What do you give the person who has everything? If you really care you will try to arrange for them to experience what it is like to have nothing. But what if you are a benign universe trying to help a Cancerian who feels overwhelmed by options? How about a challenge to which they cannot rise: or the experience of being powerless in a crucial situation. What you are being obliged to learn is precious beyond measure.
(from Jonathan Cainer’s horoscopes, Daily Mail 21 June 2008.)
This extract from a horoscope expresses a prevalent tendency in the official and widely understood psychological system of the Oppressive Society.
When I was 13 you could say that I had ‘everything’. I was fully functional and on a high energy level. An equally perfect life lay ahead of me, indefinitely into the future, so long as I got on with taking degrees and other qualifications as fast as I could. My past life lay behind me, dull and regrettable.
But, I thought, I should not blame myself for not having realised how to live. It was just an existential fact that I had not known enough about the world and about the exam system in particular. Don’t look back, I said to myself, just get on with it now.
I had not reckoned on the obstructions. As my aunt put it, decades later, I was ‘too happy’. There were too many people who wanted me to ‘experience what it was like to have nothing’, to be placed in positions in which I could not be motivated, faced with ‘challenges to which I could not rise’, and ‘powerless in a crucial situation’. And so in the end I would be thrown out destitute, to experience permanently ‘what it is like to have nothing’.
Nowadays it is argued that children being educated at home may miss out on the "failures that might be thought essential rites of passage" which a ‘school’ is supposed to provide. (Financial Times Magazine 21/22 June 2008, article ‘A class apart’ by Rob Blackhurst.)
According to Margaret Sutherland of Glasgow University, gifted pupils are not being allowed to fail, and this has emotional consequences. “To be constantly told that you have done well means these children are not being challenged.” (BBC News, 9 August 2005.)
On a website called Gifted Exchange, there is another example of this way of thinking.
Charles Murray [in an article called 'Aztecs vs. Greeks'] calls for the gifted to be given a challenging, classical education. He further states that we need to encourage gifted kids not to become just smart but wise. 'The encouragement of wisdom requires a special kind of education. It requires first of all recognition of one’s own intellectual limits and fallibilities – in a word, humility. This is perhaps the most conspicuously missing part of today’s education of the gifted. Many high-IQ students, especially those who avoid serious science and math, go from kindergarten through an advanced degree without ever having a teacher who is dissatisfied with their best work and without ever taking a course that forces them to say to themselves, “I can’t do this.” Humility requires that the gifted learn what it feels like to hit an intellectual wall just as all of their less talented peers do, and that can come only from a curriculum and pedagogy designed especially for them.'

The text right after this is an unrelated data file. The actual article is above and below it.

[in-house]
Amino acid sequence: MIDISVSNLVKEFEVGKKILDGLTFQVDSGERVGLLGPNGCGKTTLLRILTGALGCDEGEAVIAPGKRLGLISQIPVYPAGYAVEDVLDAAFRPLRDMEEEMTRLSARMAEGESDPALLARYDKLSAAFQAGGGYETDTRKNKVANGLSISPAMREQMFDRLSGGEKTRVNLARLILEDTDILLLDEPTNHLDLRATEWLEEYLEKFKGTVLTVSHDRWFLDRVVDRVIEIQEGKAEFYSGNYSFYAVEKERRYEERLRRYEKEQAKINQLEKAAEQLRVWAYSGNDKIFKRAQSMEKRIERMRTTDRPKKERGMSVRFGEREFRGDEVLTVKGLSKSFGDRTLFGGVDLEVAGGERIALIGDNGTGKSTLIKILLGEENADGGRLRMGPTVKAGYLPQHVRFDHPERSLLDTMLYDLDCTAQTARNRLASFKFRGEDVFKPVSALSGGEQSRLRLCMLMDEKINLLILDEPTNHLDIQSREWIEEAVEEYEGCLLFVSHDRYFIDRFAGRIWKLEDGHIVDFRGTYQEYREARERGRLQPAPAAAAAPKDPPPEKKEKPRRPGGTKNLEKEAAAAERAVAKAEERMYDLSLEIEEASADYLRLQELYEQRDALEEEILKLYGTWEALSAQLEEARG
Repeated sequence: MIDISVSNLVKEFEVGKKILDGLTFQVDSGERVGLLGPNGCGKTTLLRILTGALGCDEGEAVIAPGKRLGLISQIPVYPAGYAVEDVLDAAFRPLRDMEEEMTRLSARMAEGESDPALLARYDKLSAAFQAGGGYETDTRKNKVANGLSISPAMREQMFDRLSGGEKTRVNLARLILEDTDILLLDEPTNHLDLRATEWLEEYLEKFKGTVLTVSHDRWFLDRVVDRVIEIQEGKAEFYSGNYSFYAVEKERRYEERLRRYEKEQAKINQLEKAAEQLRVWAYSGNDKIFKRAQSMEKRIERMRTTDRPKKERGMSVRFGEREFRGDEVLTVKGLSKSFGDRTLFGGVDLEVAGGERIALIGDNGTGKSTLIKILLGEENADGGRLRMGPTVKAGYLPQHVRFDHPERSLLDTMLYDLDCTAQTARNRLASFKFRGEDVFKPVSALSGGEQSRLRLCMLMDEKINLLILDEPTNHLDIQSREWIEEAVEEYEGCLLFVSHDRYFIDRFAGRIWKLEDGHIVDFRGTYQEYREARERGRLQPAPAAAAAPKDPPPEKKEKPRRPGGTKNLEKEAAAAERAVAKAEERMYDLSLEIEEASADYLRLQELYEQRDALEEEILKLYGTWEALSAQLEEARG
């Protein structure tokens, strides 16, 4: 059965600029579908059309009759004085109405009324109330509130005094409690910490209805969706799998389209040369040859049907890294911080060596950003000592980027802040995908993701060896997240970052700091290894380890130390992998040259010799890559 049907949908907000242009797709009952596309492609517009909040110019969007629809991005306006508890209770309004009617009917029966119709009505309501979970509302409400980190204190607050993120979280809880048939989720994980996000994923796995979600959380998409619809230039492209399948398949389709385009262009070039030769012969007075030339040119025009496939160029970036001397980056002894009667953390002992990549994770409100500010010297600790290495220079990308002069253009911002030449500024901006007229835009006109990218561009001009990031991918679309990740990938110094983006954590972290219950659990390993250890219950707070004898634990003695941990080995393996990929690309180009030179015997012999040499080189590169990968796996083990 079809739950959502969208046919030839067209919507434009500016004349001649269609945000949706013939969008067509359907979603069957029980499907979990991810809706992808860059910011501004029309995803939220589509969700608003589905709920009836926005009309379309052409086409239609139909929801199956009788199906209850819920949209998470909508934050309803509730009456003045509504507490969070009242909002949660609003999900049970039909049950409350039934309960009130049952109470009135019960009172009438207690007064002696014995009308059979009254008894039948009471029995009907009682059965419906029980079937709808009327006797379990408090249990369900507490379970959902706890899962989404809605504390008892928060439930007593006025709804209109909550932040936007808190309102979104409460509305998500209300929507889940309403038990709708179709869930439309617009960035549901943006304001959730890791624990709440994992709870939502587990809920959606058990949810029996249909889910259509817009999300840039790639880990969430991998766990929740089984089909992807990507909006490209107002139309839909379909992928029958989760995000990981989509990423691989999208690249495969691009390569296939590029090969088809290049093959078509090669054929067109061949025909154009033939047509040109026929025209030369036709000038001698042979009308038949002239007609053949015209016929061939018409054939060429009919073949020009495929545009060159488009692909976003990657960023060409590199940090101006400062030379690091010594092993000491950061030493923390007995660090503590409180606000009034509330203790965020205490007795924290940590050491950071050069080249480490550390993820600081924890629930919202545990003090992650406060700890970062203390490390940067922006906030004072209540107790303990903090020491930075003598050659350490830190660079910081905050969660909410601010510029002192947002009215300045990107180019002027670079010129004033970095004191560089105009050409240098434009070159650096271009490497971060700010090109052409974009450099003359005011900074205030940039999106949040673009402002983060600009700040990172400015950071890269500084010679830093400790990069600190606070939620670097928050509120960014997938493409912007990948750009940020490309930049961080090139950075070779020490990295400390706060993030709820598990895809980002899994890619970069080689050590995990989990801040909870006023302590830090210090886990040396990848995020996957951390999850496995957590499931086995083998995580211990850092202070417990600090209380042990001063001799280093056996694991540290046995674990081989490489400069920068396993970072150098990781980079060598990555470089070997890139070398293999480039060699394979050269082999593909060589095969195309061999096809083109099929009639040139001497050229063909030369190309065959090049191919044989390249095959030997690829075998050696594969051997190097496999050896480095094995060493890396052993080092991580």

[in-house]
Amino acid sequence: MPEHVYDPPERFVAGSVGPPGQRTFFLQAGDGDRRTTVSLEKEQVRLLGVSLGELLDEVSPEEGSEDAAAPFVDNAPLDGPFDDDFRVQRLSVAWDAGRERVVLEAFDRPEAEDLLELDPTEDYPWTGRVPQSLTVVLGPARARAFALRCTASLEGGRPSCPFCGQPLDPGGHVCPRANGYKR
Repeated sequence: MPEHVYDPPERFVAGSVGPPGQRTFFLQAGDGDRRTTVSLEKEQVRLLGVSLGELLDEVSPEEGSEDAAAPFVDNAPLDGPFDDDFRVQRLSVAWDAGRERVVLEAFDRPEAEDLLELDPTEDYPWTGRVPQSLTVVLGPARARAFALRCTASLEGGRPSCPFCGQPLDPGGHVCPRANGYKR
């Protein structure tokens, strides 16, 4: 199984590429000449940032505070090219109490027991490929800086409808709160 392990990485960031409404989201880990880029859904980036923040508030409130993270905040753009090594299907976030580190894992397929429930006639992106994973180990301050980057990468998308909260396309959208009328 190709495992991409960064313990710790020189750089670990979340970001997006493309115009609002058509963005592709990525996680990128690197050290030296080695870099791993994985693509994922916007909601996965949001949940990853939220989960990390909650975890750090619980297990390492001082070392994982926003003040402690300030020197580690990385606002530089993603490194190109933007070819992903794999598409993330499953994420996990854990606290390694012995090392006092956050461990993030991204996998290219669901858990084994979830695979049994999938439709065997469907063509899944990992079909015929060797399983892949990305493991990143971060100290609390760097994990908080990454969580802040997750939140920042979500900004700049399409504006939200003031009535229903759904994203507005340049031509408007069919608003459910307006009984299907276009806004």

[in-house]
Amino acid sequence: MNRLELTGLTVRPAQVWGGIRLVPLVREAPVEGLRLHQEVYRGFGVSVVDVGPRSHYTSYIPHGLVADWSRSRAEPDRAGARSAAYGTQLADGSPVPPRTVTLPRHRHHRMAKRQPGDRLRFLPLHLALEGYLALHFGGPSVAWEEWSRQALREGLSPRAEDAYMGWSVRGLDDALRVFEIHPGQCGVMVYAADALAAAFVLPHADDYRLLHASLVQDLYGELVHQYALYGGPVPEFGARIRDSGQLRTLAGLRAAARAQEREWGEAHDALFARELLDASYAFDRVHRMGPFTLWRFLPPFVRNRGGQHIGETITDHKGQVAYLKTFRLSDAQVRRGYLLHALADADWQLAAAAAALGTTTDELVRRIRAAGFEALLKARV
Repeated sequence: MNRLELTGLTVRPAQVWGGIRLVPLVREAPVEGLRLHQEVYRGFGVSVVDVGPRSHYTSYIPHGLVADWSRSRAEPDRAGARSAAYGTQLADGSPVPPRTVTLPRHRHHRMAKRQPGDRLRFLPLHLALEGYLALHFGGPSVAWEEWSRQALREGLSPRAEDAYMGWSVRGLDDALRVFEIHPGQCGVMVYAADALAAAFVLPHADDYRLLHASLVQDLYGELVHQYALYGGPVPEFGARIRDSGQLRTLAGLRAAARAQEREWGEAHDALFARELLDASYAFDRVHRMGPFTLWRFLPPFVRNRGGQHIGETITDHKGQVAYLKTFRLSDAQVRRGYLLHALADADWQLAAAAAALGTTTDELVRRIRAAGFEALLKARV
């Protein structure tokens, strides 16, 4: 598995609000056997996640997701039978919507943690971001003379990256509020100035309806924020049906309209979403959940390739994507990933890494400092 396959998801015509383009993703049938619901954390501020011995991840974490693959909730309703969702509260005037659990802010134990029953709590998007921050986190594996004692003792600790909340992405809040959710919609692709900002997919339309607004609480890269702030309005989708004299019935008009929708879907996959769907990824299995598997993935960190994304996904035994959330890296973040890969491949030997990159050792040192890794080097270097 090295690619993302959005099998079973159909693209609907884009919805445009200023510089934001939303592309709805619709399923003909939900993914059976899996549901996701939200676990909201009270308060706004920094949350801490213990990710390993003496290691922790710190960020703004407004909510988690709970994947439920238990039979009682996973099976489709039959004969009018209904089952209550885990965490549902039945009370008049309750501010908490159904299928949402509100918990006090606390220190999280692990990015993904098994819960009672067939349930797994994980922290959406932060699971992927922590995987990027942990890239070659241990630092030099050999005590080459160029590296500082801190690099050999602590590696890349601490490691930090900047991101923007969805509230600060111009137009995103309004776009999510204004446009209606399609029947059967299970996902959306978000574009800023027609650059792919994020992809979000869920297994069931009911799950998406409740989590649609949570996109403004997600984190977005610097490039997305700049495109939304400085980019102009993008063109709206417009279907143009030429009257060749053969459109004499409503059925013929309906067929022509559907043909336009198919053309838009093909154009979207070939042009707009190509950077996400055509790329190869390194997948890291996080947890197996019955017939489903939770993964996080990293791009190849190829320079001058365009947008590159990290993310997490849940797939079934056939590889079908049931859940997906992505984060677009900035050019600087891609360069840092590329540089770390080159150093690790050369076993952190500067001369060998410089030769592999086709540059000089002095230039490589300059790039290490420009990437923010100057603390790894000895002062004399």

Observe that both Margaret Sutherland and Charles Murray are relying on a teacher-pupil relationship to place the victim in the position of being unable to satisfy a mentor, when this may be unnecessary or actually damaging to working directly for the exam. I was perfectly well able to take exams without teachers and needed only sample papers and textbooks. But I was constantly forced into positions of supervised ‘preparation’ in which I was doing work which I could not be motivated to do in order (as I knew) that the teacher/tutor could have the opportunity to make me feel inadequate.
The editor of the Gifted Exchange site, Laura Vanderkam, agrees with Charles Murray and says:
If anyone reads Aztecs vs. Greeks and decides to push for education that holds gifted kids’ feet to the fire, intellectually, then I’ll be happy.
This is just an incitement to those who are running the lives of gifted children to humiliate and frustrate them. Educators and other people in a position of power over children do not need any incitement.
Once the link of direct payment by an individual has been broken, there is nothing to prevent something being provided which is quite different from what he might have paid for. Probably most parents would be unlikely to pay for an ‘education’ which was explicitly aimed at making their child fail. Nor can the situation be remedied by verbal rationalisations. Whatever statements of intention are made for PR purposes, the motivation of those in power will determine what happens, and what reason is there to think that the motivation of educators is benevolent? No solution is possible that involves telling people with the power to run other people’s lives what their attitudes should be. The only possible remedy is to abolish state-financed schools and universities.’We appeal for £2m as initial funding for a social science department in our unrecognised and unsupported independent university. This would enable it to publish analyses of the unexamined assumptions underlying current discussion of the philosophy of education.’ Charles McCreery, DPhil